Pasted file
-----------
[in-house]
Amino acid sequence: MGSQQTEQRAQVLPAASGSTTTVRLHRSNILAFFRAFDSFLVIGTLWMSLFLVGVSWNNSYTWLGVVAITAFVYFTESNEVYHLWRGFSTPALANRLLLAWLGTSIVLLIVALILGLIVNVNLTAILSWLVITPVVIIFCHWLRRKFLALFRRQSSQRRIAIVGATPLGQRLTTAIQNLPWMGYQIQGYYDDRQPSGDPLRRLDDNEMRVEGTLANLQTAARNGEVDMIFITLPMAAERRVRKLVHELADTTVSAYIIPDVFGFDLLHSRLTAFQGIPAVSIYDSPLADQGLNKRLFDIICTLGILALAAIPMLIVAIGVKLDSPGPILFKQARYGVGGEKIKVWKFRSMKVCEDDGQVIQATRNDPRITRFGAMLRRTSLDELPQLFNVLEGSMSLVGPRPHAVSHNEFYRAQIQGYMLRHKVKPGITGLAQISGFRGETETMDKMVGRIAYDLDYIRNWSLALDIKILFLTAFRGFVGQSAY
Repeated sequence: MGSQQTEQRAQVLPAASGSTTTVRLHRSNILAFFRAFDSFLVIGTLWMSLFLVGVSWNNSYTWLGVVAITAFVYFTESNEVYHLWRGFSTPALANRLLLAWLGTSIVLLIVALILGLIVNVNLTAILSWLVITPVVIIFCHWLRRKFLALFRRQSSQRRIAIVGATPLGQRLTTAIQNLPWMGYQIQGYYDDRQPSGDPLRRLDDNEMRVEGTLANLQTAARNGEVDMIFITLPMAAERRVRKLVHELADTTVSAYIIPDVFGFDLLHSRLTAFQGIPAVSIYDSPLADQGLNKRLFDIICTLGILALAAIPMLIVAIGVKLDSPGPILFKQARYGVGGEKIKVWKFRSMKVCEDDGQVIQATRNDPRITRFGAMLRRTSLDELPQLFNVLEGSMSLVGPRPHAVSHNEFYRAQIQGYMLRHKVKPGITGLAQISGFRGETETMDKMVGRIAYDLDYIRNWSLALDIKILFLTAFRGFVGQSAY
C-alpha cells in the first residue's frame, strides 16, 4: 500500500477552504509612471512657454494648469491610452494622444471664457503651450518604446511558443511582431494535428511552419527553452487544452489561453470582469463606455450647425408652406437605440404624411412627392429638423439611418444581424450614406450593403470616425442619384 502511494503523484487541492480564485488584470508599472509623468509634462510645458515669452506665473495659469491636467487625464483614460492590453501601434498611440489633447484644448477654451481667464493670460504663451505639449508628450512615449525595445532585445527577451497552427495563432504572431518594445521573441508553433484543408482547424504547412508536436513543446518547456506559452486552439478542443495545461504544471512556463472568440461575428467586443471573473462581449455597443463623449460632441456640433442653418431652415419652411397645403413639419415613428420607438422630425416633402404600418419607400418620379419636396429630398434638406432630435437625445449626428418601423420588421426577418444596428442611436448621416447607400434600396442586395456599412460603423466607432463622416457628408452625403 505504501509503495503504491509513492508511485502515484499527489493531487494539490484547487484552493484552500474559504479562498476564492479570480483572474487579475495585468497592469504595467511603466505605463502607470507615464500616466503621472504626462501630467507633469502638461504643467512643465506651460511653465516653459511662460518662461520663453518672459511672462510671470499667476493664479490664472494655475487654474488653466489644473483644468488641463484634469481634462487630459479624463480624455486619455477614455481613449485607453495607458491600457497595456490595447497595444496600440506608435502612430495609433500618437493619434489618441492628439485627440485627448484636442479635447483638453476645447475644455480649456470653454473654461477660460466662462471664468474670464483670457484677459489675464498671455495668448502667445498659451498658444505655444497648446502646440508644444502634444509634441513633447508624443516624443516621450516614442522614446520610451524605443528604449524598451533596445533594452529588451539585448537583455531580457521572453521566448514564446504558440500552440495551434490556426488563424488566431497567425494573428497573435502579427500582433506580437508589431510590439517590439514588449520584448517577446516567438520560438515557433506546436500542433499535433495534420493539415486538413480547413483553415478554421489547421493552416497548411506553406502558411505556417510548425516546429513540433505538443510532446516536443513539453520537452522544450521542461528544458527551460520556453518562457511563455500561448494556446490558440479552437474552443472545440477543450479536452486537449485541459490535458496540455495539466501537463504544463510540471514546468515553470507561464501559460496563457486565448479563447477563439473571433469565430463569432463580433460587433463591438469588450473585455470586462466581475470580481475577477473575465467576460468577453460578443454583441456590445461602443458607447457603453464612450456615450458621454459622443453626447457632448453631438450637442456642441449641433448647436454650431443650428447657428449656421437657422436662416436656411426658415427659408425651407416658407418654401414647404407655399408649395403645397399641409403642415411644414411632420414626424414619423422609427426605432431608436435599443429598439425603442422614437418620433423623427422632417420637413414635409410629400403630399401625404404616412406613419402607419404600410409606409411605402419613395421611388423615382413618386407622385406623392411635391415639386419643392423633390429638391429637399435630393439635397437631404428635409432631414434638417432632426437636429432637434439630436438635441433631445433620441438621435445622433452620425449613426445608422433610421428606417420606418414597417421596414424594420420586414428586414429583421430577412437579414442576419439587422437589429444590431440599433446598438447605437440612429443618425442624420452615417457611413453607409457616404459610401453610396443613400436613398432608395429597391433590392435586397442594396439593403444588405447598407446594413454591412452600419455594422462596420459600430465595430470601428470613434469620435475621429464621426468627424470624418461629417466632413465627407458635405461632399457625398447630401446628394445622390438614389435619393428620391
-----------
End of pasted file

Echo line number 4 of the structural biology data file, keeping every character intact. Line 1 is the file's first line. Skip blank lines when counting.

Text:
C-alpha cells in the first residue's frame, strides 16, 4: 500500500477552504509612471512657454494648469491610452494622444471664457503651450518604446511558443511582431494535428511552419527553452487544452489561453470582469463606455450647425408652406437605440404624411412627392429638423439611418444581424450614406450593403470616425442619384 502511494503523484487541492480564485488584470508599472509623468509634462510645458515669452506665473495659469491636467487625464483614460492590453501601434498611440489633447484644448477654451481667464493670460504663451505639449508628450512615449525595445532585445527577451497552427495563432504572431518594445521573441508553433484543408482547424504547412508536436513543446518547456506559452486552439478542443495545461504544471512556463472568440461575428467586443471573473462581449455597443463623449460632441456640433442653418431652415419652411397645403413639419415613428420607438422630425416633402404600418419607400418620379419636396429630398434638406432630435437625445449626428418601423420588421426577418444596428442611436448621416447607400434600396442586395456599412460603423466607432463622416457628408452625403 505504501509503495503504491509513492508511485502515484499527489493531487494539490484547487484552493484552500474559504479562498476564492479570480483572474487579475495585468497592469504595467511603466505605463502607470507615464500616466503621472504626462501630467507633469502638461504643467512643465506651460511653465516653459511662460518662461520663453518672459511672462510671470499667476493664479490664472494655475487654474488653466489644473483644468488641463484634469481634462487630459479624463480624455486619455477614455481613449485607453495607458491600457497595456490595447497595444496600440506608435502612430495609433500618437493619434489618441492628439485627440485627448484636442479635447483638453476645447475644455480649456470653454473654461477660460466662462471664468474670464483670457484677459489675464498671455495668448502667445498659451498658444505655444497648446502646440508644444502634444509634441513633447508624443516624443516621450516614442522614446520610451524605443528604449524598451533596445533594452529588451539585448537583455531580457521572453521566448514564446504558440500552440495551434490556426488563424488566431497567425494573428497573435502579427500582433506580437508589431510590439517590439514588449520584448517577446516567438520560438515557433506546436500542433499535433495534420493539415486538413480547413483553415478554421489547421493552416497548411506553406502558411505556417510548425516546429513540433505538443510532446516536443513539453520537452522544450521542461528544458527551460520556453518562457511563455500561448494556446490558440479552437474552443472545440477543450479536452486537449485541459490535458496540455495539466501537463504544463510540471514546468515553470507561464501559460496563457486565448479563447477563439473571433469565430463569432463580433460587433463591438469588450473585455470586462466581475470580481475577477473575465467576460468577453460578443454583441456590445461602443458607447457603453464612450456615450458621454459622443453626447457632448453631438450637442456642441449641433448647436454650431443650428447657428449656421437657422436662416436656411426658415427659408425651407416658407418654401414647404407655399408649395403645397399641409403642415411644414411632420414626424414619423422609427426605432431608436435599443429598439425603442422614437418620433423623427422632417420637413414635409410629400403630399401625404404616412406613419402607419404600410409606409411605402419613395421611388423615382413618386407622385406623392411635391415639386419643392423633390429638391429637399435630393439635397437631404428635409432631414434638417432632426437636429432637434439630436438635441433631445433620441438621435445622433452620425449613426445608422433610421428606417420606418414597417421596414424594420420586414428586414429583421430577412437579414442576419439587422437589429444590431440599433446598438447605437440612429443618425442624420452615417457611413453607409457616404459610401453610396443613400436613398432608395429597391433590392435586397442594396439593403444588405447598407446594413454591412452600419455594422462596420459600430465595430470601428470613434469620435475621429464621426468627424470624418461629417466632413465627407458635405461632399457625398447630401446628394445622390438614389435619393428620391